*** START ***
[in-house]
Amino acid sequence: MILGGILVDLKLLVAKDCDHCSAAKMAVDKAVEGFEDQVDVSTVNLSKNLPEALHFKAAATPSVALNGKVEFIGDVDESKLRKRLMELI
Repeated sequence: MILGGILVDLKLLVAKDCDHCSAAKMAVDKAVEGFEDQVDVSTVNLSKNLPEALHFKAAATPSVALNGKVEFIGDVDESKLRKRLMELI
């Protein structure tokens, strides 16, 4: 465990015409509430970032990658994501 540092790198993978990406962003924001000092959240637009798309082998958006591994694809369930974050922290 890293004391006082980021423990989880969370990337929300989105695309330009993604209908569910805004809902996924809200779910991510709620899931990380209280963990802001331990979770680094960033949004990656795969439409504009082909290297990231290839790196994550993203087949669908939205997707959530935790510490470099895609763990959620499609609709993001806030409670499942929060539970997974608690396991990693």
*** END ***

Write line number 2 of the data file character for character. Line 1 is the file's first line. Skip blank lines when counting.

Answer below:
Amino acid sequence: MILGGILVDLKLLVAKDCDHCSAAKMAVDKAVEGFEDQVDVSTVNLSKNLPEALHFKAAATPSVALNGKVEFIGDVDESKLRKRLMELI